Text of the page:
You often hear People saying ‘Dare to be Different’. But, as I hope I’ve explained, going along with the herd may be the easy option, but in the long run it can also be the most dangerous.

Why getting noticed isn’t enough

Awareness is a relatively weak comparative effect. In media and communication terms, it’s expensive to maintain.

There’s more competition too, crowding the public’s mind. There are 60,000 products in the average hypermarket…. and more products are growing ever more similar…. And even a simple low-rent cut-price offer from an inferior competitor can blow away your hard-won brand affinity at point of purchase.

But even if much has changed in terms of media, and technology in marketing, the seller still only has three more weapons in his arsenal.


Most clients are fairly rational individuals and are usually comfortable with a fact-based approach to selling: ‘Now washes 33% whiter’.

Sometimes you can get this sort of stuff past the advertising standards authorities. But I genuinely doubt whether, in 25 years in advertising, a client has ever presented me with a categoric, competitively compelling ‘fact’. Sometimes they think they have but after I ended up in a European court under Germany’s harsh competition laws, I have grown sceptical.

So, yes, making a proposition is perhaps like chatting up someone in a bar. It helps if you’re famous. But if your conversation consists entirely of ‘facts’ about yourself, it’s unlikely to cut it. Being a good listener helps you to know your audience – and then you’re left with what? Emotion. Persuasion. In a word, charm.

The straightforward and the surprising

And yet, don’t they say it’s really about being in the right place at the right time?

So how do you establish a winning position? Apart from selecting your target and concentrating your resources, there are two essential elements in a successful strategy – the straight–forward and the surprising.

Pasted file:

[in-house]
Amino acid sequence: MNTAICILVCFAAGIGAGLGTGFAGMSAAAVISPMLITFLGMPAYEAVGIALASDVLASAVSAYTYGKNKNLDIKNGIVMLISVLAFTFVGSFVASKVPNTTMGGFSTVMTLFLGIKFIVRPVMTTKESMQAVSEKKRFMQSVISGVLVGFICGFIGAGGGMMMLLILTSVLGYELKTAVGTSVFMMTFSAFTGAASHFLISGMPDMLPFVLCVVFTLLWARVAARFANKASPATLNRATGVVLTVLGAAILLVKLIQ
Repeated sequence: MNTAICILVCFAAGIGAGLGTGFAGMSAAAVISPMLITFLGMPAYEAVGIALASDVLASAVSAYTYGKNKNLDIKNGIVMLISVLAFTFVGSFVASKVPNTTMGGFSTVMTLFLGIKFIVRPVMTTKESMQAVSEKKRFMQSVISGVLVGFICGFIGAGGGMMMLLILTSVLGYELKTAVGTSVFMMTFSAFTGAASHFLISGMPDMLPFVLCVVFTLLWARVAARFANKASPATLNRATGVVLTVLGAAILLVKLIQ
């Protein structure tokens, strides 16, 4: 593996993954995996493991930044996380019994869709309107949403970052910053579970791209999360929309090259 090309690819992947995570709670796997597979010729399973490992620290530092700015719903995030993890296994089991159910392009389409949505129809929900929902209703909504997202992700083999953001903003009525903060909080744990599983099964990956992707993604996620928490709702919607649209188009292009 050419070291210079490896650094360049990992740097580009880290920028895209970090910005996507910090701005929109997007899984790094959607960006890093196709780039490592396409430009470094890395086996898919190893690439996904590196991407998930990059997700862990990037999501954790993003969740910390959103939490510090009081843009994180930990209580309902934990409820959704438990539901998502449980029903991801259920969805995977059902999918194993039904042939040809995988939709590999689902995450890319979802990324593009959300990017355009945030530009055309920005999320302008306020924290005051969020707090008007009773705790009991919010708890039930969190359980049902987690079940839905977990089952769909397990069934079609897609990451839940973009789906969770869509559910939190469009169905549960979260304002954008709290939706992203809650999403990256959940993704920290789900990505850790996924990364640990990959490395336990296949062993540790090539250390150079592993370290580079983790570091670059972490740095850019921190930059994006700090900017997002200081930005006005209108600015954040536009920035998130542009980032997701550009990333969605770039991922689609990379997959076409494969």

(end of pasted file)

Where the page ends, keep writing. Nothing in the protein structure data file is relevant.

To achieve a major goal, there will come a time to direct action.

To change analogies for the sake of decency – if you’re playing football and you want to win, you can’t really avoid trying to put the ball in the net at some stage.

But by the same token, if every time a team gets the ball, they try to run right down the middle of the park towards goal, they’re likely to meet a wall of defenders from the opposing side – and a wave of indifference or irritation from the crowd.

It was Franz Beckenbaur who said that the golden rule of football was ‘To find the far man first’. What that means is playing an early ball to a player positioned away from the action; a player who has escaped the attention of the opposing team and is standing unmarked with lots of space to exploit holes in the defence.

Without that element of surprise, you will end up with the sort of dour, painful displays which sports writers like to describe as ‘a midfield battle’ – that is, neither team gets near to goal.

In my experience, that’s the problem with conventional agency research and planning. All too often all you find out is what the market expects you to do. In your research, try to find out not just what the market really needs (as opposed to what is expected). But, more importantly, try to identify the opportunities for the most effective intervention.

That’s where the surprise comes in. Look for competitive advantages that other people haven’t thought of. (Otherwise they would have taken the initiative already.) But when we talk about surprise, we’re not talking about going off on tangents. Your aim is to address issues that are central to the business and the market.

That’s why I like to describe useful strategies as ‘surprising but inevitable’.

Judging creative